Male cir­cum­ci­sion drive in­ten­si­fies

Lesotho Times - - Health - Pas­cali­nah Kabi

AN in­ter­na­tional non-profit health or­gan­i­sa­tion, Jh­piego will in­ten­sify its vol­un­tary male med­i­cal cir­cum­ci­sion (VMMC) pro­gramme start­ing to­mor­row in Hlotse in the Leribe dis­trict.

VMMC is the sur­gi­cal re­moval of the fore­skin – the re­tractable fold of tis­sue that cov­ers the head of the pe­nis. The in­ner as­pect of the fore­skin is highly sus­cep­ti­ble to HIV in­fec­tions, mak­ing the sur­gi­cal pro­ce­dure an ad­di­tional HIV pre­ven­tion strat­egy based on strong and con­sis­tent sci­en­tific ev­i­dence that VMMC re­duces the risk of sex­ual trans­mis­sion of HIV from women to men by ap­prox­i­mately 60 per­cent.

In Le­sotho, Jh­piego works closely with the Health Min­istry to of­fer free VMMC ser­vices in five dis­tricts of Maseru, Leribe, Berea, Mafeteng and Mo­hale’s Hoek.

More than 130 000 men have been cir­cum­cised since the or­gan­i­sa­tion started work­ing in Le­sotho in 2012.

Jh­piego As­sis­tant Com­mu­ni­ca­tions Of­fi­cer Thato Li­aho yes­ter­day told a press con­fer­ence that to­mor­row, the or­gan­i­sa­tion would kick­start its in­ten­si­fied sum­mer male cir­cum­ci­sion pro­gramme in Leribe with a road­show.

“For us the up­com­ing Christ­mas hol­i­days means in­ten­si­fy­ing the sum­mer male cir­cum­ci­sion cam­paign, tar­get­ing male per­sons aged 15-29,” Ms Li­aho said.

She said the age group had been cho­sen af­ter it was re­alised that they shied away from seek­ing med­i­cal ser­vices, es­pe­cially HIV and sex­u­ally trans­mit­ted dis­eases test­ing.

She said this made the age group vul­ner­a­ble to HIV and other sexu- ally trans­mit­ted dis­eases in­fec­tions; adding “we are say­ing to them, there are health ser­vices which you need to ac­cess in or­der to live long.”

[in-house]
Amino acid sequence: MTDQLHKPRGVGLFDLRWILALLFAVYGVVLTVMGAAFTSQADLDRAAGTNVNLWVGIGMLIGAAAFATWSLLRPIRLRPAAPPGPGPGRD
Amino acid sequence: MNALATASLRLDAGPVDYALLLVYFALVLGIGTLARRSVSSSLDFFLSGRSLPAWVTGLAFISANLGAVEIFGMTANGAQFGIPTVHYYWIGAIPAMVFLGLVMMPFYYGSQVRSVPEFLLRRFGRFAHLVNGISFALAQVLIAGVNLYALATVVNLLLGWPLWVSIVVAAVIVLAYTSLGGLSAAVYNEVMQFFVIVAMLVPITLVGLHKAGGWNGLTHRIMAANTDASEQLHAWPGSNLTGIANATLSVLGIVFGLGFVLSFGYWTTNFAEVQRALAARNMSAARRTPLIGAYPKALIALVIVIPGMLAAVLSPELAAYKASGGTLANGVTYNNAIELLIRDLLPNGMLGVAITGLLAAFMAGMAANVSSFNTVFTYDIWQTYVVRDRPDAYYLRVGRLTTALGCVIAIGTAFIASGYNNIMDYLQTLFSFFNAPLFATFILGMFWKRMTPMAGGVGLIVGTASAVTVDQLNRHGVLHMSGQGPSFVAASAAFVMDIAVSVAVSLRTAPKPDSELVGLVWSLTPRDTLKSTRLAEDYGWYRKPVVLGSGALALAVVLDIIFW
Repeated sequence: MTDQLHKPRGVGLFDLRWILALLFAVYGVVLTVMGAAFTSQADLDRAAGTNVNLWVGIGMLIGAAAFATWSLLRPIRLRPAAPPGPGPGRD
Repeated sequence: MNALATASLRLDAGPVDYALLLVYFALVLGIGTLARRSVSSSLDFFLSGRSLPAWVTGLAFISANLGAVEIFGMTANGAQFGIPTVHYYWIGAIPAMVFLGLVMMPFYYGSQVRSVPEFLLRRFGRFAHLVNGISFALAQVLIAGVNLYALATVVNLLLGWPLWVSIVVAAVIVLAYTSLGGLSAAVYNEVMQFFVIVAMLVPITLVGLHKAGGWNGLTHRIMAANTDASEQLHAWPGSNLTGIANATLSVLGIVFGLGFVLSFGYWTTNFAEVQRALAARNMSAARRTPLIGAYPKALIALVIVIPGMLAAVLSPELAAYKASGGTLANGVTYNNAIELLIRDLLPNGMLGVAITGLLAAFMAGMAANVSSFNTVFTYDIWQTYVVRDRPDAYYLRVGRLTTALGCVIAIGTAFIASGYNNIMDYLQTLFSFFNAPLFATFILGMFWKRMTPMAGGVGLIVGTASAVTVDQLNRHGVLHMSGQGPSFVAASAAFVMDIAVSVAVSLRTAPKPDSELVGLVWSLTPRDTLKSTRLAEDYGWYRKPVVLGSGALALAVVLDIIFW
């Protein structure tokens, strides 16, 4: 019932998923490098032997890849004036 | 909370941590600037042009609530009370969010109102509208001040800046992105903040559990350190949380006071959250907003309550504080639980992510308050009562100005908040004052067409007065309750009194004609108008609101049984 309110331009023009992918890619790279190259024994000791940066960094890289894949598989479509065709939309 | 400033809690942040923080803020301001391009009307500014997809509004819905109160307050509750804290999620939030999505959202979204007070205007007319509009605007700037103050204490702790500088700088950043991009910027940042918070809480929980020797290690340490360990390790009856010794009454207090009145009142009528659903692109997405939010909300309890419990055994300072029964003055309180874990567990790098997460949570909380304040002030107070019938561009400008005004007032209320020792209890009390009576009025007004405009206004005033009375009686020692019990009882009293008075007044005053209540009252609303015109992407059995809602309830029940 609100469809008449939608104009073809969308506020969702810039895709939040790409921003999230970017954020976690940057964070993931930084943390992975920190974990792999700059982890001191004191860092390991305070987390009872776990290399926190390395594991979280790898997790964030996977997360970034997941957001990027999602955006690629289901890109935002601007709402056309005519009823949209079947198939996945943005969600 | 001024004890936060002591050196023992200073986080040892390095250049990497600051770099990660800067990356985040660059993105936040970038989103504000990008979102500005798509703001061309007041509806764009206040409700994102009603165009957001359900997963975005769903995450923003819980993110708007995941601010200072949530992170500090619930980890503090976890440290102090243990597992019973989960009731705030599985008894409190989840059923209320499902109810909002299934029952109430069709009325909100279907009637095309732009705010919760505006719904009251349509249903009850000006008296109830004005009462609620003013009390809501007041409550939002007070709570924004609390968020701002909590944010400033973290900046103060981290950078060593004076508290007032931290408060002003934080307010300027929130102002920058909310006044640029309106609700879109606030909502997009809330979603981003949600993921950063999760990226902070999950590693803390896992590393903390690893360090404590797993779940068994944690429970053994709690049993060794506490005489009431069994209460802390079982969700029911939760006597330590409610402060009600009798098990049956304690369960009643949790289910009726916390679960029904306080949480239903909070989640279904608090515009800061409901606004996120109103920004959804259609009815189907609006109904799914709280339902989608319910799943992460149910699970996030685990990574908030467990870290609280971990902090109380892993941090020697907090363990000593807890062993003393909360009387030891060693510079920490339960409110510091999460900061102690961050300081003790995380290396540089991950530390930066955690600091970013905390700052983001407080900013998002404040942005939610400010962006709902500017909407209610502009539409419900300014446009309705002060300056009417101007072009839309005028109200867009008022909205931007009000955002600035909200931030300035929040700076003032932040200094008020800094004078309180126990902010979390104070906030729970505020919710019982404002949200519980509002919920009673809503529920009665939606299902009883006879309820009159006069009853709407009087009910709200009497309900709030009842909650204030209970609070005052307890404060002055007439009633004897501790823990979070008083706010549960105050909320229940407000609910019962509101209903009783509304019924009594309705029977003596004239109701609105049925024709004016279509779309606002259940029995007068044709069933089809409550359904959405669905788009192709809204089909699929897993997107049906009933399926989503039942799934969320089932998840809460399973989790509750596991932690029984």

For her part, Jh­piego Com­mu­ni­ca­tions Man­ager Polo Motšoari said the cam­paign was aimed at spread­ing aware­ness that male cir­cum­ci­sion could still be con­ducted in sum­mer.

She said the ad­van­tages of VMMC in­cluded re­duc­ing the HIV in­fec­tion by 60 per­cent, re­duc­ing chances of pe­nile can­cer as well as re­duc­ing chances of cer­vi­cal can­cer in their fe­male part­ners.

She said the cam­paign also aimed to ad­dress myths and mis­con­cep­tions sur­round­ing the VMMC, in­clud­ing the belief that med­i­cal cir­cum­ci­sion could only be done in win­ter.

Ms Motšoari said VMMC could be done in sum­mer and the pa­tient could heal prop­erly as long as they fol­lowed proper care pro­ce­dures.

“To show that most peo­ple still be­lieve that VMMC can only be done in win­ter, in 2015 alone we had 26 577 un­der­go­ing VMMC and of these, 20 957 were done be­tween June and Au­gust while 5 620 were car­ried out be­tween Oc­to­ber and April,” Ms Motšoari said.

Jh­piego Le­sotho Di­rec­tor Vir­gile Kikaya also re­futed claims on so­cial me­dia that med­i­cally cir­cum­cised men were sus­cep­ti­ble to pe­nile can­cer.

“As it stands, there is no ev­i­dence what­so­ever that VMMC causes pe­nile can­cer in any way,” Dr Kikaya said, adding, “In­stead there is a strong med­i­cal ev­i­dence that VMMC re­duces pe­nile can­cer”.

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